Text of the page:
- Thomas Jefferson and the Wall of Separation between Church and State
This is an excellent, eloquent book about a metaphor—the "wall of separation" that Thomas Jefferson believed the First Amendment placed between "Church and State." Dreisbach has written an almost definitive book on this metaphor, with a double focus—on the uses and pitfalls of metaphors in legal discourse, and on the meaning of the very brief words in the First Amendment: "Congress shall make no law respecting an establishment of religion, or prohibiting the free exercise thereof."
Jefferson included his "wall" metaphor in a now famous, carefully crafted, politically motivated 1802 letter to the Danbury Baptist Association in Connecticut. Always sensitive to the point of paranoia, Jefferson still seethed with anger [End Page 350] from the attacks from clergymen in the campaign of 1800. He was also under attack for his refusal to issue proclamations of thanksgiving or fasting and prayer, an issue that he openly addressed in early, longer drafts but left out of the final letter. In the first half of this book, Dreisbach carefully attends to all the implications of this letter, surveys many earlier uses of the "wall" metaphor, and explores the implications of related metaphors (wire fences, lines, gated walls, even iron curtain).
Neither the language of the First Amendment nor Jefferson's metaphor is very clear. The Constitution of 1787 specifically delegated certain legislative powers to the Federal Congress, and reserved all others, including religious issues, to the states. Thus, the Congress had no authority to pass any laws relating to an establishment of religion but, as subsequent events made clear, it could not avoid laws that related in some sense to religion, including the religiously grounded moral commitments of citizens. To facilitate the free exercise, it almost had to appoint military chaplains, and later chose to exempt religious contributions from taxation. The First Amendment assured anxious New England states that the federal government would not interfere with their legally established churches, and that it would not challenge the religious preferences in all early state constitutions (for Christianity, Protestantism, Trinitarianism, or at least theism), or preferences that courts today define as tending toward an establishment. Thus the First Amendment did not place any wall of separation between governments and religion, but it did reaffirm a restraint, although never a perfectly clear restraint, upon federal power.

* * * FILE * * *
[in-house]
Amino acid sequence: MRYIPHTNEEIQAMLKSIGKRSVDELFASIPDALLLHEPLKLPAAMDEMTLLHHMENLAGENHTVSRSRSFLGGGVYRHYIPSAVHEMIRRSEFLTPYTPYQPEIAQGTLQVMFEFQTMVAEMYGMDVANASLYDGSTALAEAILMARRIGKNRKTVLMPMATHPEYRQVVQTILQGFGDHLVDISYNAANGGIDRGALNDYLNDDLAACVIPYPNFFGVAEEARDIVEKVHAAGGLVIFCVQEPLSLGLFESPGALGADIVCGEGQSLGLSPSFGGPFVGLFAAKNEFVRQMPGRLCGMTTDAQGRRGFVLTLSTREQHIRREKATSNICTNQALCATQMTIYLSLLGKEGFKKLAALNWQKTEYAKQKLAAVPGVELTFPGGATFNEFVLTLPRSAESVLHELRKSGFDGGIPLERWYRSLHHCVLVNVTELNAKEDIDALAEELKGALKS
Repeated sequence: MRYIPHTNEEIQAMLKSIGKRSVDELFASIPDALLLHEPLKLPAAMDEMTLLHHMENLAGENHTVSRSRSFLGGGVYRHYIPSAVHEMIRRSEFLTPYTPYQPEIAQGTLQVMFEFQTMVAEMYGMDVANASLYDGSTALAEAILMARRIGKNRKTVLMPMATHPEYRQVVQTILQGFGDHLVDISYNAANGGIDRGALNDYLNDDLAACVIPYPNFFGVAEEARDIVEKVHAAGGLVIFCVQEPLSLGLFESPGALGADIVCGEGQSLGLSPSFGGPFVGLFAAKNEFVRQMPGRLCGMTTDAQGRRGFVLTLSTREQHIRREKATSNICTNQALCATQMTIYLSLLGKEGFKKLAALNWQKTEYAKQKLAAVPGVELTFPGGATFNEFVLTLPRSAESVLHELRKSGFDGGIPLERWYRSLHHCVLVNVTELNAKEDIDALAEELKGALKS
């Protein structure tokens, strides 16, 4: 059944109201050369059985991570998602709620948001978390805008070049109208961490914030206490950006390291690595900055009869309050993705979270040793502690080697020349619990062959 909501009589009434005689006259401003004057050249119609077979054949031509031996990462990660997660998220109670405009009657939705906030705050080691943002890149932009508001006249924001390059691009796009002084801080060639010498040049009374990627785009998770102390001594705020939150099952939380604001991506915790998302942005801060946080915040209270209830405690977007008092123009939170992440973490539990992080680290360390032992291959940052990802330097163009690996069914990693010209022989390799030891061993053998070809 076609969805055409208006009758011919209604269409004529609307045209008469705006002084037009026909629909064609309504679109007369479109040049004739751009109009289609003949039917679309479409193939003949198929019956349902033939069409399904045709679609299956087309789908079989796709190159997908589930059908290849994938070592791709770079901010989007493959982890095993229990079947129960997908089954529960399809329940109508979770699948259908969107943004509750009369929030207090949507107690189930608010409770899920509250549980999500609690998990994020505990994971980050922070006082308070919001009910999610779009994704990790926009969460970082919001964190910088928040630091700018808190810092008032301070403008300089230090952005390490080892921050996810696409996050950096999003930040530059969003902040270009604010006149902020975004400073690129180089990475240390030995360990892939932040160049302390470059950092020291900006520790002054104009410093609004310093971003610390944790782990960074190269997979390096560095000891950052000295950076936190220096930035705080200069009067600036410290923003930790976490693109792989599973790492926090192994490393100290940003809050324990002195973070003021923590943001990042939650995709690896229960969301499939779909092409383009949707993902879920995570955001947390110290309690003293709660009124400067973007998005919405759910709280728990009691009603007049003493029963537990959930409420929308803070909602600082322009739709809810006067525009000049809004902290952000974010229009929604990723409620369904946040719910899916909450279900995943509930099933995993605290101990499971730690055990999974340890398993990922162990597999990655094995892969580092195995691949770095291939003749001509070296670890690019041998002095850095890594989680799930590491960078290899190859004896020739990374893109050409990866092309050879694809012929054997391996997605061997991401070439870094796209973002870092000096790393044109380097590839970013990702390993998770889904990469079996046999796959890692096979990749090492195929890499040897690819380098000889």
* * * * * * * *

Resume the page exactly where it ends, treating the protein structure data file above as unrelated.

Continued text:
Jefferson's metaphor was a poor gloss on the language of the Amendment, for it suggested a much greater degree of separation between federal legislation and the many facets of religion (beliefs, worship, institutions, clergy, moral codes). Although his "wall" could apply, legally, only to the federal government, Jefferson clearly would have liked states to accept the rather vague principle of separation. Note that he used the parochial Christian term, Church, rather than a broader term encompassing non-Christian, and even non-theistic, religions. But what "separation" entailed was not clear even for Jefferson. It seemed to have a largely institutional reference. He proclaimed days of fasting and prayer as governor of Virginia, appealed frequently to a divine power in his presidential addresses, and attended worship services in the chambers of the House of Representatives.
Jefferson's "wall of separation" had almost no impact on early court decisions. Even early editions of Jefferson's papers did not include his Danbury letter. It re-entered legal discourse with a bang in 1879, when the Supreme Court upheld the conviction of a Mormon under a federal anti-bigamy law. The Court affirmed the Danbury letter as "an authoritative declaration of the scope and effect of the [first] amendment." Yet, the case scarcely involved separation, but the opposite. The federal government prevented Mormons from a free exercise of their religion, in which plural marriage was a very critical doctrine. Before later uses of [End Page 351] the metaphor, a critical shift occurred, one more often assumed than clarified by Dreisbach—the twentieth-century use of the Fourteenth Amendment to expand the protections in the bill of rights to...